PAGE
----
“Resolve to perform what you ought; perform without fail what you resolve.”

Benjamin Franklin, Statesman, a Founding Father of the United States of America


By Ernesto C. Perez II


In my previous post, I said that it is going to be another excellent year for the real estate industry. I pointed out several opportunities available for the real estate service practitioners. I also asked the readers to tell us what opportunities they see in 2013 in the real estate industry. 

The Booming Property Sector

According to Metrobank Research, “the real estate sector is experiencing a boom, brought about by a large, historically underserved market which now has more purchasing power than before and is being helped by the current low-interest rate environment.  So the boom is quite healthy, expected and well-supported by real demand rather than speculative speculation per se.”

From ThinkPanama.com

Many banks and property developers agree that the property sector is booming and they don’t see any sign of a bubble. A “bubble” is a situation where the price of an asset, or an entire market rises to a level that is no longer consistent with underlying fundamental value.

It simply means a market condition where the assets are overvalued.

The Bangko Sentral ng Pilipinas (BSP) has put under close scrutiny the exposure of banks to real estate for more than a decade now to prevent a repeat of the 1997 Asian contagion that devastated the real estate industry in the country, and learn from the lessons of the US property bubble that burst in 2008.

Recently, BSP Governor Amando Tetangco, Jr. confirmed to Philippine Star Business Columnist Boo Chanco the absence of a property bubble. But in the same breath, Gov. Tetangco says that the BSP is always alert and proactive in dealing with potential bubble.

According to Mr. Nestor Tan, president of Banco de Oro Unibank (BDO), he does not think that the sector is over-exposed, given that banks remain vigilant and strictly adhere to conservative credit approval and underwriting standards. He stated that banks are compliant with the 20 percent regulatory limit on real estate loans.

Under the law, banks have a limit of 20 percent of their total lending portfolio that may only be lent out to the real estate sector.

Mr. Tan also said that demand-supply conditions remain stable with developers adjusting their project launches with potential demand and price appreciation remains subdued particularly for the low-to medium-cost housing segment.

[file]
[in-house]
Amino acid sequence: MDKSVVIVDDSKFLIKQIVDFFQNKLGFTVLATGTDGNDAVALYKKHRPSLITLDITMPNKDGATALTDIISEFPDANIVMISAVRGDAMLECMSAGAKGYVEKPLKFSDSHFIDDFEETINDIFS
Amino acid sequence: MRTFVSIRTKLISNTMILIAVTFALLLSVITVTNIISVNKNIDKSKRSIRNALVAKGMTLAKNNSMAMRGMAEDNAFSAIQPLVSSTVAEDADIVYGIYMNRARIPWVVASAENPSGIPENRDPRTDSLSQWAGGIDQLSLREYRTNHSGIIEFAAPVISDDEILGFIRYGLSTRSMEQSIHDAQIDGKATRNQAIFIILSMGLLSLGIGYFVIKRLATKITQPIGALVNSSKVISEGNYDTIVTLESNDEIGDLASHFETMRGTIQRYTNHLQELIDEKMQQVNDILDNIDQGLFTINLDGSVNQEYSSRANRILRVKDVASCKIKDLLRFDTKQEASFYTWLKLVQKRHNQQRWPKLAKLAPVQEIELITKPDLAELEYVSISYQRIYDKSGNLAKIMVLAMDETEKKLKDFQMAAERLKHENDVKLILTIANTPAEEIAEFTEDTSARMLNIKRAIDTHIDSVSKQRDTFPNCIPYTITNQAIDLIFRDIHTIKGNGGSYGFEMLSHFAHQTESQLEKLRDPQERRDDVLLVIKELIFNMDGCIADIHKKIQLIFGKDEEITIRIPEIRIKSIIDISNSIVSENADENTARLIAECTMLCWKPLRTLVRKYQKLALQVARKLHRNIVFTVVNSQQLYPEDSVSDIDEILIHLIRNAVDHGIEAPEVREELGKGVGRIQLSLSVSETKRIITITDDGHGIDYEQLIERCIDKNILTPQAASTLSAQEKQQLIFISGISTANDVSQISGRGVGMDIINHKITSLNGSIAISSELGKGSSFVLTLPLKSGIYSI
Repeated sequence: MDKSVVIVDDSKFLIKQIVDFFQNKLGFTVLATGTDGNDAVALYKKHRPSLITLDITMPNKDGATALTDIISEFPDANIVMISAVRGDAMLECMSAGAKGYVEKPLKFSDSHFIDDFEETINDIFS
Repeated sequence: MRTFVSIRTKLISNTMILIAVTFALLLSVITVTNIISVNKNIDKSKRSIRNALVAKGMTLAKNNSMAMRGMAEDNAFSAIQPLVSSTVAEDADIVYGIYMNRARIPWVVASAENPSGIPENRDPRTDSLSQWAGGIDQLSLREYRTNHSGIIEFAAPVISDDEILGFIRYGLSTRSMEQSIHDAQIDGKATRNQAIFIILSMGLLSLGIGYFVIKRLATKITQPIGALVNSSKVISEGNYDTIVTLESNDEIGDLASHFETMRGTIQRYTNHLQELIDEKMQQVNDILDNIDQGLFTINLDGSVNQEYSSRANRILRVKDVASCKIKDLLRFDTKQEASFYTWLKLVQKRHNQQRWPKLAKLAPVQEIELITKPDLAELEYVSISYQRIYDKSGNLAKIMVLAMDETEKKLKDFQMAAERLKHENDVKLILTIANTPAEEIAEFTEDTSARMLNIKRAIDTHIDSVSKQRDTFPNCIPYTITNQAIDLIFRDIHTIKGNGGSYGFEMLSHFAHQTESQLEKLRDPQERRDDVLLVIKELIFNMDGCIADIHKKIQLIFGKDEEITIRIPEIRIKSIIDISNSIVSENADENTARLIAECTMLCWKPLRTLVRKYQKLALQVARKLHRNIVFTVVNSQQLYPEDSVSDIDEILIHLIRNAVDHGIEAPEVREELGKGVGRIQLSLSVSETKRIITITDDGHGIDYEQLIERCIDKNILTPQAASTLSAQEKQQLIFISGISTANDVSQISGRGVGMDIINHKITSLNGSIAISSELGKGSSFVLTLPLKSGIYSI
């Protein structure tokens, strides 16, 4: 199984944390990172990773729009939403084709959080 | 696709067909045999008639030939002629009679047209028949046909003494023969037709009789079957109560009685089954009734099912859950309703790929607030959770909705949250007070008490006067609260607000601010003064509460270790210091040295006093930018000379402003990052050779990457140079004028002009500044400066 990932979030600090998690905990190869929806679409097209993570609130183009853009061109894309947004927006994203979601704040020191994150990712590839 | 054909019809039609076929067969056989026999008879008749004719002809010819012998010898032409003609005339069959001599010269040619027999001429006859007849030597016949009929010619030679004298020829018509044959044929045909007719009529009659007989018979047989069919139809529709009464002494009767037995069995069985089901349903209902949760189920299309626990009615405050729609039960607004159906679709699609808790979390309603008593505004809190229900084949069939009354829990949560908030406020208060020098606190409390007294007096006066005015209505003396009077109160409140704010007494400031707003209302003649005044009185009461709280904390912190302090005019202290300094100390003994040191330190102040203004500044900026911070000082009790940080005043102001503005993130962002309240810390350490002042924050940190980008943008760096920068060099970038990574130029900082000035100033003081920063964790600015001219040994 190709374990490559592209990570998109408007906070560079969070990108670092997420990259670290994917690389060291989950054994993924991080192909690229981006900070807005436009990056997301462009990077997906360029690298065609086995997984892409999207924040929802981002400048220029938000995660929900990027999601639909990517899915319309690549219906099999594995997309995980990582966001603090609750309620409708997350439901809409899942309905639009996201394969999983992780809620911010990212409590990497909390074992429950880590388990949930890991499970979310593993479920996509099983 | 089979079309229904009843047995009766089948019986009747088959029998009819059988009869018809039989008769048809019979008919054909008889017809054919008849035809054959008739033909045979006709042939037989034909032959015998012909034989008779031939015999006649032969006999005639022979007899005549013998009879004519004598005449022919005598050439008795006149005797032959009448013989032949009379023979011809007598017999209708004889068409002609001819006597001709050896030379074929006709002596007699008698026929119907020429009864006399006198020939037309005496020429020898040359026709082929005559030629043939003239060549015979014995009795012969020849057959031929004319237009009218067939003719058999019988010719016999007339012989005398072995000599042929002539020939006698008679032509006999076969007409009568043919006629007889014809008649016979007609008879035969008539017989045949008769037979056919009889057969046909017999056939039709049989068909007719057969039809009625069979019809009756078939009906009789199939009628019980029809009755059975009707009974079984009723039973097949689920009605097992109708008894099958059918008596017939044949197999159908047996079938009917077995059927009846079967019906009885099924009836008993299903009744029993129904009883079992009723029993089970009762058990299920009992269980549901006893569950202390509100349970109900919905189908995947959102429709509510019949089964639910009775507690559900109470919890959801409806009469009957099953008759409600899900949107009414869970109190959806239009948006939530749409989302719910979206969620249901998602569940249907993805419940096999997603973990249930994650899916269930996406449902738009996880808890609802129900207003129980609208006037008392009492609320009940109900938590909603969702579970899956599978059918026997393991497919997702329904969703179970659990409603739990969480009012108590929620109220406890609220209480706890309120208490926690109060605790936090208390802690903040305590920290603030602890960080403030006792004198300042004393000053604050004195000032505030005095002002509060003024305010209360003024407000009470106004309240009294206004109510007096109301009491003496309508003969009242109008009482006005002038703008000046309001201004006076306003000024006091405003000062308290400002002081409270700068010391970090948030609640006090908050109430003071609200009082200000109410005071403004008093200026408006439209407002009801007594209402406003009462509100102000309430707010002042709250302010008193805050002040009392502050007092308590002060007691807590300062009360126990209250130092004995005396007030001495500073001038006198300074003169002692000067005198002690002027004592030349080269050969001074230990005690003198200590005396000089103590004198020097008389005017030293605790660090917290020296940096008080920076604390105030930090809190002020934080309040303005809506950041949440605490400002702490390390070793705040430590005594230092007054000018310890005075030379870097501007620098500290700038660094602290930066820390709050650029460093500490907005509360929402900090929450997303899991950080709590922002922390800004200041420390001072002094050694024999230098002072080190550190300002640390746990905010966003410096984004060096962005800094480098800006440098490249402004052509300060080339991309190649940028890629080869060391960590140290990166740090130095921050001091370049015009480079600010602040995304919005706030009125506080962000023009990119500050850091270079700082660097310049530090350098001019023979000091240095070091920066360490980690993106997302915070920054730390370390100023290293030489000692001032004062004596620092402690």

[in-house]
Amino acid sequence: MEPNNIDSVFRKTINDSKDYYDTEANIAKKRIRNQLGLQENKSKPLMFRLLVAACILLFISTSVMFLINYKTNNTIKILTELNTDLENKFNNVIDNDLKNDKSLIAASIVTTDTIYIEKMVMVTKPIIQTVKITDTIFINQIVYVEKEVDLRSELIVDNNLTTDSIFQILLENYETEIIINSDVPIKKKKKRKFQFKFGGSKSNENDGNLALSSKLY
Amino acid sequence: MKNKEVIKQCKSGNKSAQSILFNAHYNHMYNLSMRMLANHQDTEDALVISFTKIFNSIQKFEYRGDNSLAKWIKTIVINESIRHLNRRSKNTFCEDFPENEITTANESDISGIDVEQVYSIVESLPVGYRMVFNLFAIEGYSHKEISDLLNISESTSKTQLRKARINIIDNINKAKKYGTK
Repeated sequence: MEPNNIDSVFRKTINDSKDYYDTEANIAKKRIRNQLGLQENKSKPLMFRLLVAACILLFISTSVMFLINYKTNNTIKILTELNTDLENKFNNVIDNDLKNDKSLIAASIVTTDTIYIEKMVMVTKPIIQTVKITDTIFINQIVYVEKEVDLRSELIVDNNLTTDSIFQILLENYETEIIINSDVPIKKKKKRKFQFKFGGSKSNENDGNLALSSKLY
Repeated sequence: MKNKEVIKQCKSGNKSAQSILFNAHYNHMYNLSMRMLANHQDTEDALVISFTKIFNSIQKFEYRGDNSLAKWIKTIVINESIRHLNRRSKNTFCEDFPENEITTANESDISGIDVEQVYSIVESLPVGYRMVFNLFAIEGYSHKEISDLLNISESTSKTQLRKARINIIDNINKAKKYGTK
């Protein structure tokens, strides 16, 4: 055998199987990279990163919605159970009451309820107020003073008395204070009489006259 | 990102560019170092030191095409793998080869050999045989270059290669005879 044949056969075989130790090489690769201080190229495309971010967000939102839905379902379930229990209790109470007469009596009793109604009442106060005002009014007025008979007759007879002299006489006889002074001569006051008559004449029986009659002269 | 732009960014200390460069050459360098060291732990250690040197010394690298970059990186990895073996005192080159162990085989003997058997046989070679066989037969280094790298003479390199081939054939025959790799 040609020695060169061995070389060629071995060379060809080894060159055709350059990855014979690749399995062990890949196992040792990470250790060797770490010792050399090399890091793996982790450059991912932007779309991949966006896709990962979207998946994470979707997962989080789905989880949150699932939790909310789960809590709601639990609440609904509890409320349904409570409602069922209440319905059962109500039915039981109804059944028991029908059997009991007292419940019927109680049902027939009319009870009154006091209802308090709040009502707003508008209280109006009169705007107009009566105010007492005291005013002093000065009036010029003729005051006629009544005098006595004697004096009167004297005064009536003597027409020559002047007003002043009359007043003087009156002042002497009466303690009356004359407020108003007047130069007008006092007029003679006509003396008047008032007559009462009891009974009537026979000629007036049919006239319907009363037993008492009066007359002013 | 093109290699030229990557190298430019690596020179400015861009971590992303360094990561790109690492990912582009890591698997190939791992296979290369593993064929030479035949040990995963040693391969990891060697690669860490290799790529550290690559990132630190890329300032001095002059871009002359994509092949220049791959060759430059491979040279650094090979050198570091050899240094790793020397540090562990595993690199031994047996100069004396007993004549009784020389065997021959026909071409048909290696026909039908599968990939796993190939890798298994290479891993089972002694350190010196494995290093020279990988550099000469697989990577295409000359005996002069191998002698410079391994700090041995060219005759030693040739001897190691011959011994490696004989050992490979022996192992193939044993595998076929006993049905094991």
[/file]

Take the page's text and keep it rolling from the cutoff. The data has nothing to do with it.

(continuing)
Boo Chanco stated that according to Nestor Padilla, president of Rockwell Land Corporation, at least for the high end developments, the market is still promising. Mr. Padilla loves to point out that there are at least 20,000 Filipinos with a million dollars to invest and that number is constantly growing.

Mr. Chanco also mentions another observation of Mr. Padilla in that “the prices of property being marketed now are still below the 1997 pre-Asian Crisis levels in dollar terms. And with interest rate at record low, stable inflation and strong investor confidence, there is a market for property developments from reputable institutions with track records.

So how do you profit from knowing these pieces of information?

As the saying goes, “chance favors the prepared.”

First, if you have not registered with the BIR, do it today.

Don’t wait for the time when you are about to close a transaction then suddenly the seller asks for an official receipt from you in exchange for the check for your professional fee.

It’s embarrassing and totally unprofessional to tell the seller that you don’t have an official receipt. Much worst is contacting a fellow broker and asking if you can use his or her Official Receipt so that you can close the transaction.

Second, revisit your wealth goals for 2013. Align it with the current environment. This boom will not last for much long. Typically, the boom and bust cycle in real estate takes six or seven years. When the boom starts, it normally runs up for about 6 or 7 years then it moves into a bust cycle which about 6 or 7 years also.